by Michelle Cederberg, Health and Productivity Expert
While we usually have a good idea about what causes our stress, we don’t often take the time to really dissect it, and that can be a helpful process. To defend yourself against rising stress, consider the following combat tips:
When faced with a stressful situation can you minimize the impact by walking away or avoiding the stress? I’m not suggesting you run away from your problems, but in some situations where the stress is ongoing and unavoidable – a difficult co-worker, a high-traffic route to the office, or an unnecessary meeting, for example – stress can be minimized by avoiding a person or place or choosing a different option.
Set some goals regarding what you’d like to change, take small steps toward the goals, structure your time so you’re not over-scheduled, and ask for help.
The stress response is triggered by your perception of a particular situation and your ability to cope with it. You may or may not be accurate in your appraisal.
When faced with a potential stressor, do you make mountains out of molehills? We create unnecessary stress for ourselves by anticipating stress that may or may not occur. Prepare yourself with options but focus on positive outcomes.
It’s true that some level of stress will always be present in your life. When it is, don’t let it run you down. When the going gets really tough try slow, deep breathing to bring heart rate and respiration back to normal. Count to ten as you do.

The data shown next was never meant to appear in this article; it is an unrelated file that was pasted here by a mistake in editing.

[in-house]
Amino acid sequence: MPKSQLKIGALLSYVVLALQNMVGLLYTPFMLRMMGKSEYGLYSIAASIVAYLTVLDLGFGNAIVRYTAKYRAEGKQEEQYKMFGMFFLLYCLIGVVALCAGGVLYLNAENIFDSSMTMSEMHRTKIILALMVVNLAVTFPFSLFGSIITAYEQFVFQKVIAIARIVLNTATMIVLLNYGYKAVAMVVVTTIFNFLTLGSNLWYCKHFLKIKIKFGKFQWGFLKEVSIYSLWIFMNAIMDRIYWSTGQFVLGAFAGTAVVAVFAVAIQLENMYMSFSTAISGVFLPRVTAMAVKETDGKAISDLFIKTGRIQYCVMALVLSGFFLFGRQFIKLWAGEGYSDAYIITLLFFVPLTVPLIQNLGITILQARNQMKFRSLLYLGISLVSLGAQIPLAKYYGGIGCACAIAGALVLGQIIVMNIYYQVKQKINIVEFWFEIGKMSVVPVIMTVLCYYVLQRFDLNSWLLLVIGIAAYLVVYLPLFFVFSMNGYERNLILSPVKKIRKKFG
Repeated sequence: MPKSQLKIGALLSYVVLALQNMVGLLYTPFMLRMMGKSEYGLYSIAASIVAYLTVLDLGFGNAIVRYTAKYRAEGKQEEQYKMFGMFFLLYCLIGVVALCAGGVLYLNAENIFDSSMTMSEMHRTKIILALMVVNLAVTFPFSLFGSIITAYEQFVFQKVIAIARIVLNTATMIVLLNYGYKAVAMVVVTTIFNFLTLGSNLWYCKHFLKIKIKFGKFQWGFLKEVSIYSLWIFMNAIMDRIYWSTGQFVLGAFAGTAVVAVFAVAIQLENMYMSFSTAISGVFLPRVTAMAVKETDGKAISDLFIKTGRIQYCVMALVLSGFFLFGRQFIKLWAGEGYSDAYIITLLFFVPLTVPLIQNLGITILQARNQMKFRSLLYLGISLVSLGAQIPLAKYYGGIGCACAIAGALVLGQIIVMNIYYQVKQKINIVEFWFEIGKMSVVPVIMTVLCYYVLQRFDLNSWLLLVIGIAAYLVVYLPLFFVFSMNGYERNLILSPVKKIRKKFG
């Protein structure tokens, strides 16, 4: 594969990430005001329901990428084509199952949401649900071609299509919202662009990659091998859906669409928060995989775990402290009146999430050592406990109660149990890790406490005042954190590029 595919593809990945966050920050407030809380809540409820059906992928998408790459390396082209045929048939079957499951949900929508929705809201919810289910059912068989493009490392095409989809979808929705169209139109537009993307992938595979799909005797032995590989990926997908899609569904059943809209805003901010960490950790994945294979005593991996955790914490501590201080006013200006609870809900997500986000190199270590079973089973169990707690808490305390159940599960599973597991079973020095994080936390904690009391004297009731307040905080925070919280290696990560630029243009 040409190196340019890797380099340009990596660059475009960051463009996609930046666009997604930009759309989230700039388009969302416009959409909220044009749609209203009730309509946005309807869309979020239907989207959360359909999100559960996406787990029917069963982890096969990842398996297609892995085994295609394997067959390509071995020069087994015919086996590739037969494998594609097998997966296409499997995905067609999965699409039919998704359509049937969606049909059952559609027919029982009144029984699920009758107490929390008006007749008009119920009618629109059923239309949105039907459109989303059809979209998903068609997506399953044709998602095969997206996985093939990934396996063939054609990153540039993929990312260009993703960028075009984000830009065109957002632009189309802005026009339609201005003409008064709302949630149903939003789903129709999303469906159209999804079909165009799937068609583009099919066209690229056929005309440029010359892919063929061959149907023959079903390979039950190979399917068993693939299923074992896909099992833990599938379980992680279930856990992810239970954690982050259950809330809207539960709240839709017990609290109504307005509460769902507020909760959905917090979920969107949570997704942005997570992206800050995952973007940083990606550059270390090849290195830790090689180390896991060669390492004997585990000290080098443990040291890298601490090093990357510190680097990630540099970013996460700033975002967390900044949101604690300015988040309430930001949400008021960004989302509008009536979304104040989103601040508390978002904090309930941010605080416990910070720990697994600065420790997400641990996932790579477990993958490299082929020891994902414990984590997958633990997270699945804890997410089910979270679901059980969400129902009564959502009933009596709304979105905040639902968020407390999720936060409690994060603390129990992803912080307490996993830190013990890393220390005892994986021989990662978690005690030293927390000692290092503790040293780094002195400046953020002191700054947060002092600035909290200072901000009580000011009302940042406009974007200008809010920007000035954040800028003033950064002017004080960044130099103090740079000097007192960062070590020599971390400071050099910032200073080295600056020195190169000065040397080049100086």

Try relaxation techniques to reduce muscle tension. Listen to relaxation techniques on audio. Meditation and other mind body practices, like yoga, can also help calm the rushing mind.
Because stress impacts the physical body in so many big and small ways, one of the best things you can do to combat stress is to maintain your health and vitality. Period.
Eat well-balanced, nutritious meals. Avoid nicotine, excessive caffeine, and other stimulants. Get enough sleep. Laugh more. Get regular exercise. Maintain your emotional reserves.
When stress gets out of hand, gain support from those around you. When you’re overwhelmed the tendency can be to retreat and hide, or gloss over the seriousness of your stress. Why go it alone?
When it comes to managing stress, the biggest challenge I hear from audience members and clients is the lack of time and energy to slay the stress beast. If stress is high and time and energy are low, don’t wait until that changes; it won’t. You may not be able to control the stress coming in, but you do have 100 percent control over strengthening your physical body against it.
Take small steps to boost your resilience, starting now. Try the following 10 daily resilience boosters for one week and see how you feel:
(published June 21, 2012)
Michelle Cederberg is a Certified Speaking Professional, Co-Active Life Coach, Health Expert and Author. With a Masters in Kinesiology, a BA in Psychology, and a specialization in Health and Exercise Psychology, Michelle combines mind, body, and practicality to inspire change! She speaks with humour and passion, and encourages her audiences to put their own health and well being back on their priority lists with a small steps approach that leaves them believing they can. These energy tips are excerpted from her new book, Energy Now! Small Steps to an Energetic Life. Learn more at www.worklifeenergy.com.